Now, not all spirits are evil, but some of them are very, very bad. For this reason, Annabelle is the most dangerous thing in the Warrens’ collection. Because attempting to destroy the doll will only make everything worse, the Warrens seal her in a consecrated glass box with a sign instructing anyone who somehow gets into their room of cursed objects to never, ever let her out. Obviously, that warning isn’t heeded.
The Warrens go out of town for the night leaving their 10-year-old daughter Judy (McKenna Grace) in the hands of her babysitter, Mary Ellen (Madison Iseman). She’s a trustworthy girl so the Warrens should have nothing to worry about, right? Wrong! Mary Ellen’s best friend Daniella (Katie Sarife) drops by in the early evening and she seems very curious about what’s in that room. A series of mostly predictable events leads to Annabelle being unleashed and boom: it’s a ’70s-era teen horror movie.
While previous Annabelle movies have stumbled over complicated, murky plots about a demonic entity whose motivations are mostly unclear—aside from its unending quest to collect human souls—Annabelle Comes Home is simple. The house itself is haunted because it’s full of haunted stuff, intentionally placed there by adults who investigate hauntings. The characters can’t just run away screaming for multiple reasons, but they’re also not entirely uninformed about the paranormal. While the entire plot is predicated on one person doing something really stupid, the film explains her motivations.
This clear-cut plotting is welcome in a franchise where I’m still wondering why anyone thought this doll was a totally normal thing to make or own in the first place. I mean, look at it! And remember how in Cabin in the Woods, the basement was also full of haunted things just waiting to be activated? Thanks to Annabelle’s beacon status, this film is like that if the characters had managed to activate all of them at once.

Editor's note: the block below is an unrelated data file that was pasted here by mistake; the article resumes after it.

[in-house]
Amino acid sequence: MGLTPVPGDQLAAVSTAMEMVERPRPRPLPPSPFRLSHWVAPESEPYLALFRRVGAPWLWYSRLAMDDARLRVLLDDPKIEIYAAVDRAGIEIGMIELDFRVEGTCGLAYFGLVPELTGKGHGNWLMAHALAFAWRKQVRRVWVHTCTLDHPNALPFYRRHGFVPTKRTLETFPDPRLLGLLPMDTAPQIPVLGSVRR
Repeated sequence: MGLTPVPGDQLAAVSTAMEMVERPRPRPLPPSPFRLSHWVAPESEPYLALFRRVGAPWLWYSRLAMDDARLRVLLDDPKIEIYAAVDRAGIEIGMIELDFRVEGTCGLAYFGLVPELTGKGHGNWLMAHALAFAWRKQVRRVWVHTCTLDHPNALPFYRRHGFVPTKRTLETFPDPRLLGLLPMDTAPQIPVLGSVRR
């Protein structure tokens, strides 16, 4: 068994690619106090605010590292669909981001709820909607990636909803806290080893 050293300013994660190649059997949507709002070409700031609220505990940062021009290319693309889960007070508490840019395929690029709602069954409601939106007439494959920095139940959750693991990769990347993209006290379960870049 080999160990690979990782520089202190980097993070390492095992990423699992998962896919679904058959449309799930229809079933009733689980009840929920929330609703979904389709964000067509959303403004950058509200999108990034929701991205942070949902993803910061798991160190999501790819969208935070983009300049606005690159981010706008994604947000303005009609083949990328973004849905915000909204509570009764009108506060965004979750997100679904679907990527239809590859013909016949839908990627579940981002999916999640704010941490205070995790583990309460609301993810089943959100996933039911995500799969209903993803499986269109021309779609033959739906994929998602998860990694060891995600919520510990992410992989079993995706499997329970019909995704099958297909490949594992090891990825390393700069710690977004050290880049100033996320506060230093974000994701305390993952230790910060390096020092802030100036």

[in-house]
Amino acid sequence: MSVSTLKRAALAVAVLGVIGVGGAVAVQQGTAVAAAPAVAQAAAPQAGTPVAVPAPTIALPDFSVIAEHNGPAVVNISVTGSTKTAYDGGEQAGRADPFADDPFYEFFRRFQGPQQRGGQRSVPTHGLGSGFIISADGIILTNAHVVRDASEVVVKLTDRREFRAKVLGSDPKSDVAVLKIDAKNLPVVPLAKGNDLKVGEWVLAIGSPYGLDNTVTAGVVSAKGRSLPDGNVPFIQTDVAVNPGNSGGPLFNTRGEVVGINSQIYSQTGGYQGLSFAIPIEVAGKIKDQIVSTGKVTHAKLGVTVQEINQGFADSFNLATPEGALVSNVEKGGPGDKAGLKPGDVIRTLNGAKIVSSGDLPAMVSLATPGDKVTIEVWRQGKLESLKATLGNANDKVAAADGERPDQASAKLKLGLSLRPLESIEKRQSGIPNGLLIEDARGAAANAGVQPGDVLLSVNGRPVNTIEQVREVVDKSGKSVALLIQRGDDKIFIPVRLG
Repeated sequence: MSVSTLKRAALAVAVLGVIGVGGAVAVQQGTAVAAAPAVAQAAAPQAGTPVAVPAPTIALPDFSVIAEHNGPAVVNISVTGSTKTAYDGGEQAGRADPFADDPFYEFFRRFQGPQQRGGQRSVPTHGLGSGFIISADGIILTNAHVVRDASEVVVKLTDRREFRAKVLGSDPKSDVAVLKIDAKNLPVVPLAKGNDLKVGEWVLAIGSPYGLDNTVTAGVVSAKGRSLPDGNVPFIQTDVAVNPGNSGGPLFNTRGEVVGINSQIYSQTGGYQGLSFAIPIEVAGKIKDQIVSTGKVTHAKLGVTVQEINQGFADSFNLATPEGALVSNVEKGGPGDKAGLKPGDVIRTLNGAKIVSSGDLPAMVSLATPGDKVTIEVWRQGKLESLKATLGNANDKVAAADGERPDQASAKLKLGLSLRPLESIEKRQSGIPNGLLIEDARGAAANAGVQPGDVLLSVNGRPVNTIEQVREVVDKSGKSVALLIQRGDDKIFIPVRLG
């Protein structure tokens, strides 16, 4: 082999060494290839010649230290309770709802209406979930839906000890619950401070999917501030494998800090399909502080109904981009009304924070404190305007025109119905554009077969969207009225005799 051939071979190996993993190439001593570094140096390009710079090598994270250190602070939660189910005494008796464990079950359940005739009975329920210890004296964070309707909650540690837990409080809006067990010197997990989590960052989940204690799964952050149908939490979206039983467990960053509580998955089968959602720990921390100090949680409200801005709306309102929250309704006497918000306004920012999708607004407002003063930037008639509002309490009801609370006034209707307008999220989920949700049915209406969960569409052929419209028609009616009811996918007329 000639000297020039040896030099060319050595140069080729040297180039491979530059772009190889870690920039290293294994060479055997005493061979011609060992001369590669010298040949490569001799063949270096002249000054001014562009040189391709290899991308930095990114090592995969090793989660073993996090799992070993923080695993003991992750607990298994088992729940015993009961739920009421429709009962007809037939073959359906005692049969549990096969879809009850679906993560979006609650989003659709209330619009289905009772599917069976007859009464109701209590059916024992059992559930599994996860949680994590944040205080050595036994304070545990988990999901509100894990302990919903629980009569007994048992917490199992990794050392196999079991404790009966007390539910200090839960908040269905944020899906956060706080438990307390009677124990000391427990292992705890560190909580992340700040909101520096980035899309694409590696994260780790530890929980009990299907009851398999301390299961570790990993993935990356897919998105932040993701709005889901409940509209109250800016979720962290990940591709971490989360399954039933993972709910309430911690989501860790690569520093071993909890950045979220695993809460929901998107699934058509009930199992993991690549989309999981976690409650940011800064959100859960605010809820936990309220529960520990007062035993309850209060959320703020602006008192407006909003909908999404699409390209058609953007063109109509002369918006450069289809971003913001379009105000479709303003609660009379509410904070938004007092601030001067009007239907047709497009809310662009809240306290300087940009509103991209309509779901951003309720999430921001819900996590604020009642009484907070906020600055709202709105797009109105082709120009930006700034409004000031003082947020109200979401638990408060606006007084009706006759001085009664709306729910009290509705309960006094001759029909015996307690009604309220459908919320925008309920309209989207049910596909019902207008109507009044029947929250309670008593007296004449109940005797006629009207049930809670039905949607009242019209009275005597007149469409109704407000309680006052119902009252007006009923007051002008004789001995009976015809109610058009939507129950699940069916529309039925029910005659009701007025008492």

The spooky stuff comes on slow—perhaps too slow, even. Once it all ramps up, however, there are some genuinely creative and beautifully shot scares. The myriad entities allow for each character to have their moment while simultaneously setting up possible sequels, a la The Nun, The Curse of La Llorona, and the forthcoming The Crooked Man.
As in previous Conjuring films, the best scares are the subtle ones that build in layers of increasing dread, while the CGI terrors are bigger, but not necessarily better. My favorite scare is a seemingly innocent object that you realize is going to be bad news later on and when it pays off, you’re not sure if you should laugh or hide.
Annabelle Comes Home is still spooky in all the ways fans of the series expect, but it also features a kind of levity — particularly when it comes to the ordeal of Bob (Michael Cimino),a kindhearted teenage neighbor who has a crush on Mary Ellen and is hoping to use this opportunity to ask her out — not typically found in its sinister siblings.